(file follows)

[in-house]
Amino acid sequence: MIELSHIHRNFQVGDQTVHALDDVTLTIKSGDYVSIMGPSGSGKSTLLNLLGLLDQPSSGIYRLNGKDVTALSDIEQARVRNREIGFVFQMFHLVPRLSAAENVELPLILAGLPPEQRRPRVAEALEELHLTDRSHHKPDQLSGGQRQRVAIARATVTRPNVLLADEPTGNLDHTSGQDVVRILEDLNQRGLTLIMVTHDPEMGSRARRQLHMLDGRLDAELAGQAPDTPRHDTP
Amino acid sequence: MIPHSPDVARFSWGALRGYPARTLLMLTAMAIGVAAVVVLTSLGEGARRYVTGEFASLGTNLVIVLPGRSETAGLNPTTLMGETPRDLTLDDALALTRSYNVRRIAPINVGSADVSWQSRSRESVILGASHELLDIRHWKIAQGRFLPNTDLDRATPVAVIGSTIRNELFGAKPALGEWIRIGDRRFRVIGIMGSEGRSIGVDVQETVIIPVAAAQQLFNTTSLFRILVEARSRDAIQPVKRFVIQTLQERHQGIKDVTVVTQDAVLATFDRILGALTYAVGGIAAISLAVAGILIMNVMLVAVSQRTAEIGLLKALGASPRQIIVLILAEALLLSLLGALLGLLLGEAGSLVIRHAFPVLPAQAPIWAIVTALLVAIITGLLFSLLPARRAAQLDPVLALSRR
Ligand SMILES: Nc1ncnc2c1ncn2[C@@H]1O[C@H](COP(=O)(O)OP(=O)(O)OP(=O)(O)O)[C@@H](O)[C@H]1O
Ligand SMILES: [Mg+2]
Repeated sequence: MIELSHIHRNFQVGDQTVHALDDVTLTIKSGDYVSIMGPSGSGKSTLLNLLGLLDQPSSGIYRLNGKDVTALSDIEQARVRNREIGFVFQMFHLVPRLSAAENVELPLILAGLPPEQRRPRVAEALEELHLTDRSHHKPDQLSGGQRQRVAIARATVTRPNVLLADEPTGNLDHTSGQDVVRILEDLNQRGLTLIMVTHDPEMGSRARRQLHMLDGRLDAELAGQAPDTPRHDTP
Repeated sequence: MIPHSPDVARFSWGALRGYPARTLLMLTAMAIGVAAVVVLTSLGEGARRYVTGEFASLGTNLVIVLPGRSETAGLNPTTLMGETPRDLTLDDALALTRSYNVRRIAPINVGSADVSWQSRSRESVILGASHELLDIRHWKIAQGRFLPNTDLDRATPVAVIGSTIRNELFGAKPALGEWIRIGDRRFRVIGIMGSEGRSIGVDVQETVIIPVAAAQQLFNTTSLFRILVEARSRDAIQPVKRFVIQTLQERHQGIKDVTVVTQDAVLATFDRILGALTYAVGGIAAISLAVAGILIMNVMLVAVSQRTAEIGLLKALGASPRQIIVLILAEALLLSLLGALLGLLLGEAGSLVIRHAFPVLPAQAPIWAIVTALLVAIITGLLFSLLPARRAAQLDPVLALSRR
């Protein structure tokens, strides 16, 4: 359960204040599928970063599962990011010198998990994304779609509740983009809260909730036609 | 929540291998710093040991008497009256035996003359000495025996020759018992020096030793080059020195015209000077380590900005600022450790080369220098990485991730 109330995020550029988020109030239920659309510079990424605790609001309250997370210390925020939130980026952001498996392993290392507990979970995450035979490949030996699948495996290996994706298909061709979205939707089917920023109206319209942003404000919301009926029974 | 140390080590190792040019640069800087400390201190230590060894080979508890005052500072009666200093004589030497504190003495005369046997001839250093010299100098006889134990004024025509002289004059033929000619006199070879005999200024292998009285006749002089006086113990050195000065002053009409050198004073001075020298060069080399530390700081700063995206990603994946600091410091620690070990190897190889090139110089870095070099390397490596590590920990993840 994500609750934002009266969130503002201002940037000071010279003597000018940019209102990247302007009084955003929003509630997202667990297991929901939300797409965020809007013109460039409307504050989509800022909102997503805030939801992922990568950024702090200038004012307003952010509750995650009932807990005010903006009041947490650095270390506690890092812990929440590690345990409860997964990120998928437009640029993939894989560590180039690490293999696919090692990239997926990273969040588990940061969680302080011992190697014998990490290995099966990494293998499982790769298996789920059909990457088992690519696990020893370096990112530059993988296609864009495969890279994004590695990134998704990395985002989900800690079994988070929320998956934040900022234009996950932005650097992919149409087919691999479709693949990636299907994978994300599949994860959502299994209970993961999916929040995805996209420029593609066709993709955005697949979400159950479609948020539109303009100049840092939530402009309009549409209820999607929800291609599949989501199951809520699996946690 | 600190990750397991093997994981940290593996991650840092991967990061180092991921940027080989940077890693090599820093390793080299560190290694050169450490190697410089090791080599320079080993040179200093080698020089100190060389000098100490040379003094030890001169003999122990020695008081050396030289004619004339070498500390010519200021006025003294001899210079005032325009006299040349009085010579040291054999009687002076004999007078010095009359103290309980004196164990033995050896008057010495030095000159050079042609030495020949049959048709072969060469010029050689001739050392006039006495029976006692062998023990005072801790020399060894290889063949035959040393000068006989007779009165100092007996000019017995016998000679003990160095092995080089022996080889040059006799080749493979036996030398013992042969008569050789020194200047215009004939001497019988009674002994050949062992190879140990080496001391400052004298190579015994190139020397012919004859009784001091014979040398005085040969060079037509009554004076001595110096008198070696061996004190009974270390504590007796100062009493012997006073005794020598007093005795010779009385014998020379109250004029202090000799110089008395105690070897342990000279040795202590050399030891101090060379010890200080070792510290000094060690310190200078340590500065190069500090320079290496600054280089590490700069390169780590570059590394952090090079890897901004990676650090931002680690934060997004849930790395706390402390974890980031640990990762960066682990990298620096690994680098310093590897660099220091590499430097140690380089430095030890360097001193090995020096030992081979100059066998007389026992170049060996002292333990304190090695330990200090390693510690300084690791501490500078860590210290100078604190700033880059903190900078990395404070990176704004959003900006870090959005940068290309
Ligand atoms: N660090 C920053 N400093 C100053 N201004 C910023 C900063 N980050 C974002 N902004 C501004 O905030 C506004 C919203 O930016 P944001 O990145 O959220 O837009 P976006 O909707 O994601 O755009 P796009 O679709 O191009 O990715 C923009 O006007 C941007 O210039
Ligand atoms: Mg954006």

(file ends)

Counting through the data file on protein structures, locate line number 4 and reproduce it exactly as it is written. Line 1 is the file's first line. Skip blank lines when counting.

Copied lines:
Ligand SMILES: Nc1ncnc2c1ncn2[C@@H]1O[C@H](COP(=O)(O)OP(=O)(O)OP(=O)(O)O)[C@@H](O)[C@H]1O